Jeremy Zwirn Previews His Champion Card from Hidden Kingdoms
“Long before the rise of Man, the Fimir worshipped the Chaos Gods, and for a time enjoyed their favour.” –Warhammer: Storm of Magic
Our earlier previews of Hidden Kingdoms focused on two of the four neutral races it will soon allow players to support in the eternal battles of Warhammer: Invasion The Card Game. In our first preview, guest writer Torsten Krämer explored the ways in which the Wood Elves of Athel Loren may draw upon the strength of their forest as they march to war. Then, in our second preview, we saw how the Undead might rise to prominence as they rally around their new legend, Count Vlad von Carstein (Hidden Kingdoms, 28).
However, there’s plenty in Hidden Kingdoms for fans of all the game’s races. New units, tactics, and Tribute cards bolster the Empire, Dwarfs, High Elves, Dark Elves, Orcs, and Chaos. Additionally, the expansion introduces a number of cards that players will want to consider splashing into just about any deck, and one of those is the champion card designed by 2012 World Champion Jeremy Zwirn.
Jeremy Zwirn on His Champion Card from Hidden Kingdoms
What's possibly the coolest prize in gaming? It's having the opportunity to design your own card! FFG offers its Living Card Game® champions the chance to become a small part of their games, and I was fortunate to receive this unique opportunity. Today, I get to offer you a behind-the-scenes look at the design of Corb Polybog (Hidden Kingdoms, 37). My goal was to design a card which provided interesting choices while bringing something unique to Warhammer: Invasion. It was easy coming up with a treasure trove of ideas; the difficult part was narrowing down those ideas into a single card. I began by taking care of the basics, choosing a faction and card type. When I found out Hidden Kingdoms would be the “neutral” expansion, I decided to design a pure neutral card, and since units are the heart of the game, I made a unit.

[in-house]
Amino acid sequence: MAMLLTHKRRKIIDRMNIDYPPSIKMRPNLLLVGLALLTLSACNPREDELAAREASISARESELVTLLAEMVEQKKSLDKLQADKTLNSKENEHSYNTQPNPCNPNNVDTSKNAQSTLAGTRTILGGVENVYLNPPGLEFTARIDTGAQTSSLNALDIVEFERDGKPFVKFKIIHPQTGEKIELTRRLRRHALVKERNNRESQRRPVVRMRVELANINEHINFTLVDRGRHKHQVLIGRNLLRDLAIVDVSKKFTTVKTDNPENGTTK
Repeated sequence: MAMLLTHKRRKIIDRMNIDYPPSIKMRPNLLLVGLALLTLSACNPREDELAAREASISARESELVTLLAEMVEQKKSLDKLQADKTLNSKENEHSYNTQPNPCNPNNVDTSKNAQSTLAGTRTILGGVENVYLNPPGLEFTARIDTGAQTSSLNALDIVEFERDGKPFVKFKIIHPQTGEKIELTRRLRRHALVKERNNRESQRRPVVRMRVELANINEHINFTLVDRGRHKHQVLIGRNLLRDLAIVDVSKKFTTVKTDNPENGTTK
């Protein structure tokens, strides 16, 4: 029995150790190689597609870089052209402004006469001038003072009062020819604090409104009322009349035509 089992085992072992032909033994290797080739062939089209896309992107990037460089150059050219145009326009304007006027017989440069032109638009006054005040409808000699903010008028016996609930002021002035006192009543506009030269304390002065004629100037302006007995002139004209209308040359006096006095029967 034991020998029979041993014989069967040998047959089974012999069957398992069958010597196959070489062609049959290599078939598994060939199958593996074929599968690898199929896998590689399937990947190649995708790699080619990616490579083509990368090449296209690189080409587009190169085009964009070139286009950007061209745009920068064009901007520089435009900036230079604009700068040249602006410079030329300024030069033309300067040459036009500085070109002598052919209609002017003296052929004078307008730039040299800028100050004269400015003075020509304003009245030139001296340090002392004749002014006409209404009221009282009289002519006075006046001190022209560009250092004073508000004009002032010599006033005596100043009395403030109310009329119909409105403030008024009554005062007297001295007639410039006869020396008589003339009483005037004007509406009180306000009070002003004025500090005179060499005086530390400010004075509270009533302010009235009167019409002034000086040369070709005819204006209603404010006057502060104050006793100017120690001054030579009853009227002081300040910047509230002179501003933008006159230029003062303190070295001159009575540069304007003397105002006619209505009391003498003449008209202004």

I chose Corb Polybog’s ability for a few reasons:
- First, it creates interesting gameplay. Choosing the optimal card to name is difficult; you have to know what you’re up against and single out the biggest threats. You might name different cards each game against the same deck or realize the optimal card to name on turn one isn't the same as on turn six.
- Second, I wanted to create a proactive card that you could play at your leisure, but that would still have an immediate effect. Corb Polybog can generate resources or attack even while forcing your opponent to adapt to his ability.
- Third, I wanted to introduce a tool that players could use against one-dimensional strategies. Combo decks built around a few key cards can be very powerful, but uninteresting to see time and again. Corb Polybog is a thorn in the side of those decks.
Playing with Corb Polybog Corb Polybog gives players choices. Knowing when to play him and what to name can be difficult, but just like commanders on a battlefield, the best players learn to adapt to rapidly changing circumstances. There are no hard rules, just guidelines.
- Against combo decks, instead of naming the kill cards, it’s usually better to name the enablers. Naming a card like Lore Seeker (Karaz-a-Karak, 63) is often better than choosing Lothern Sea Master (Rising Dawn, 9).
- Some cards are so powerful that they can single handedly turn a loss into a win. End Times (Faith and Steel, 120) and Judgement of Verena (Core Set, 49) are just a couple examples. It can be difficult to play around such game-changing cards, but Corb Polybog lets you fight back: If you suspect any such cards are on their way, just say no!
- Corb Polybog works well with cards which let you take a peek at your opponent's hand, such as Gaze of Nagash (The Imperial Throne, 117) and Second Sight (The Warpstone Chronicles, 89). You’ll then know exactly what cards are in his hand and what card to deny him from playing.
Corb Polybog also works surprisingly well with the forces of the Empire. Iron Discipline (Tooth and Claw, 45) and Church of Sigmar (Core Set, 39) help protect him, while cards like the Osterknacht Elite (The Eclipse of Hope, 87) allow you to replay him to target a different card, and the Osterknacht Elite and Called Back (The Fall of Karak Grimaz, 6) can return an opponent's unit to their hand. Then Corb Polybog can make it stay there for good. Acknowledgements I'd like to thank FFG for giving me the chance to be forever linked to Warhammer: Invasion, and I hope players are as excited to use Corb Polybog as I was to design him. Corb Polybog gives you the power to deny your opponent’s most powerful cards, but you must choose which card to name. Choose wisely!
Hidden Kingdoms will soon rattle the foundation of the Old World, introducing four new playable races to the tumultuous struggles of Warhammer: Invasion The Card Game. Until it arrives, keep your eyes open for more information, including a look at a Lizardmen deck list by guest writer Torsten Krämer!
in our forums!